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Linux Desktop Meme 2009

Created by dave. Last edited by dave, 11 years and 207 days ago. Viewed 3,819 times. #3
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(25 February 2009)

Answering Silly Questions For No Real Good Reason

Meme from, amongst other places, >>here and >>here.

  1. Which desktop manager do you use more often?

    Ah -- window manager holy wars, how I remember thee well. I got out of the window manager/desktop manager/desktop environment holy wars around the time that I discovered olvwm. Whenever I have a choice that I can implement myself reasonably, that's what I reach for still.

    But the key is what can be reasonably implemented. I can touch any one of several dozen systems in the course of a day, some of which can be re-installed or re-imaged at any given time. Setting everything up "just so" would be prohibitive in terms of time and repeated, repeated, repeated effort. So my defense has been to learn to live with the defaults, usually on the Gnome side. I don't like Gnome particularly, but I find that the defaults are more usable than the KDE defaults. KDE still seems very busy to me, and when I'm exposed to all those knobs and controls the temptation is to fiddle with them constantly.

    Just get out of my way and let me launch a terminal so I can get some work done. The particulars of your "environment" don't interest me any more.

    As far as for day-to-day work, my primary workstation is my laptop, which runs Vista. I run Vista because the Aero desktop is shiny, and because all of the hardware in the laptop runs perfectly with Vista. Suspend and hibernation work, too. Even the wireless network will automatically connect to any networks it knows about when being resumed from suspend.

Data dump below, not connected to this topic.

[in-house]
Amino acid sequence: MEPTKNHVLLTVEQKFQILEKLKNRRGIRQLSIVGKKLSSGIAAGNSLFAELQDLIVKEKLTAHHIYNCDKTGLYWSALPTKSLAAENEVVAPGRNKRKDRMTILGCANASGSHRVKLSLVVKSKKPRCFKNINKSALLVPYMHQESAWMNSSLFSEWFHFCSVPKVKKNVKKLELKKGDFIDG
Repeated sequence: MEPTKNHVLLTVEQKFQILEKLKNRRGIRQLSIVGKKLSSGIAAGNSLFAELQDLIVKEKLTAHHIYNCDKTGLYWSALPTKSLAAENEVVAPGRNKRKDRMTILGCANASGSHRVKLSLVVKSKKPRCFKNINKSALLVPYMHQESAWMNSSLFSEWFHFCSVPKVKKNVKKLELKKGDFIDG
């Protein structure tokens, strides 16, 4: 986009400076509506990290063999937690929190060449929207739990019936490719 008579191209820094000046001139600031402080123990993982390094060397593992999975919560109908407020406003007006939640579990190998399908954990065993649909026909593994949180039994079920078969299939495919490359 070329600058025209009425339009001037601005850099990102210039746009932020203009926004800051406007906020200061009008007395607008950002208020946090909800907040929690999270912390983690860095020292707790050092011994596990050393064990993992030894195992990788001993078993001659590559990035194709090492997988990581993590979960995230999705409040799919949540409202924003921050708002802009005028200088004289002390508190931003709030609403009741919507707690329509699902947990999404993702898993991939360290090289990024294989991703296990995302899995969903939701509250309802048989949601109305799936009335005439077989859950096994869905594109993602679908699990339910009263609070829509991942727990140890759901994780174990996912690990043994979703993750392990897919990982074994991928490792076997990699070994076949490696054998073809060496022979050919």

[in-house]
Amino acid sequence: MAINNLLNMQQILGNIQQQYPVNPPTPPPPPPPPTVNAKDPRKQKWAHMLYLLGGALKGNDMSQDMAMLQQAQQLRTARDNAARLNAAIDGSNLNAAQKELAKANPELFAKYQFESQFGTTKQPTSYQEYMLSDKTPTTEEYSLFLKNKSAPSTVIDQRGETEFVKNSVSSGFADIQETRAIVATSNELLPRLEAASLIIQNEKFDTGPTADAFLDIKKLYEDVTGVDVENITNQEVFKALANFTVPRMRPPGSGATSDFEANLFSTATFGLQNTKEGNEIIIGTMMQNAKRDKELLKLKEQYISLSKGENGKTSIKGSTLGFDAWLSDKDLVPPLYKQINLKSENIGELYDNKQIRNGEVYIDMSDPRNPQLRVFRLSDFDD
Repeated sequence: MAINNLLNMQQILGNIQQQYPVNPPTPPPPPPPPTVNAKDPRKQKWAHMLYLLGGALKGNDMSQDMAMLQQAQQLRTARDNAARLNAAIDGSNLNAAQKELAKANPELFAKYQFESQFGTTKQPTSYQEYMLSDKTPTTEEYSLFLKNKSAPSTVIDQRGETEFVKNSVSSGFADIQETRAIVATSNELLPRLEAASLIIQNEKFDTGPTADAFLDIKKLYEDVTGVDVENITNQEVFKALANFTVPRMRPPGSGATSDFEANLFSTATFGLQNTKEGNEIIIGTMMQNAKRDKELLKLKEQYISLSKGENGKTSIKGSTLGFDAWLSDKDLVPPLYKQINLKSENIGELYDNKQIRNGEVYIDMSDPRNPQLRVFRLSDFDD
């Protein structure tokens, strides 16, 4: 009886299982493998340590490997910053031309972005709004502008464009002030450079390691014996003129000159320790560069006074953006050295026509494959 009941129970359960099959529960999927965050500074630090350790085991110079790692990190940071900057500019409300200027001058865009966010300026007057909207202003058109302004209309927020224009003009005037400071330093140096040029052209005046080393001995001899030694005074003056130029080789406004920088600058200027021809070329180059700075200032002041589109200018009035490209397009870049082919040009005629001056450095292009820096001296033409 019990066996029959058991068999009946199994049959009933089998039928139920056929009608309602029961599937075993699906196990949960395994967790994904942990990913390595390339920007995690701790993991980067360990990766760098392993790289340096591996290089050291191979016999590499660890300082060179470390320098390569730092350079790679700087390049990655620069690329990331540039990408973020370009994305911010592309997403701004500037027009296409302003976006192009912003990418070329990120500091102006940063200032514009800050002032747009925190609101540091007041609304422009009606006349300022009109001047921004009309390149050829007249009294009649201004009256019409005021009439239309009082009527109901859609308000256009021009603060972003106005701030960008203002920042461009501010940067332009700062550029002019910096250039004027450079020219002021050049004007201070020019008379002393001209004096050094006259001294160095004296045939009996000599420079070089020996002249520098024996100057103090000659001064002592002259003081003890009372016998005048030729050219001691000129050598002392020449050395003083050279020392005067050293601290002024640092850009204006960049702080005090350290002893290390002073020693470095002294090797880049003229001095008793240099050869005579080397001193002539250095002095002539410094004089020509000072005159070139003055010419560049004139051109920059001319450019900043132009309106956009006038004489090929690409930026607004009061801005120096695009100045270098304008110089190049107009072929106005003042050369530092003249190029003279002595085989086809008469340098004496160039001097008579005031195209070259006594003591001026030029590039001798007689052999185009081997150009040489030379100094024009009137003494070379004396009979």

2. Which desktop application you would not like to see implemented again on linux? and why?

    Personally I don't have an objection to anything getting implemented. Face it: if "good enough" had been, we'd still all be using Minix and DOS. Same goes for common whipping boys like editors and mail clients (although nobody can deny that editors reached perfection with vi, even if there are more conveniences with vim). Re-implementations are an opportunity to try new ideas and to incorporate the best of previous good ideas. If someone wants to spend time creating yet another editor or mail client -- or operating system -- well it is their time, energy, and money to burn, so who are we to tell them otherwise?

  3. Which desktop application you definitely would like to see implemented on linux? describe it briefly or point out to a similar application.

    Honestly I don't think I care too much for "desktop" applications any more. I run everything out of VMs, so if I need a Windows application I run it in a Windows VM, sometimes in its own Windows VM so that it doesn't corrupt (or get corrupted by) everything else.

    ...that said, maybe a real Exchange client might be useful. Yeah, another mail client, but since Exchange has so much usefulness in terms of calendars, tasks, notes, and general groupware integration (not to mention additional value like Blackberry integration) we won't be seeing the back of it any time soon. And seriously, if it was trivial to knock off a clone of exchange, wouldn't someone have done that by now?

  4. Write the name of the last project (not the very best, the last!) that made you wish to thank their developers so you can thank them now!

    Going back through my recent bookmarks I see:

    - most recently, >>NfSen and >>NFDUMP
    - >>CloneZilla
    - >>CentOS which makes so much of my professional life possible these days
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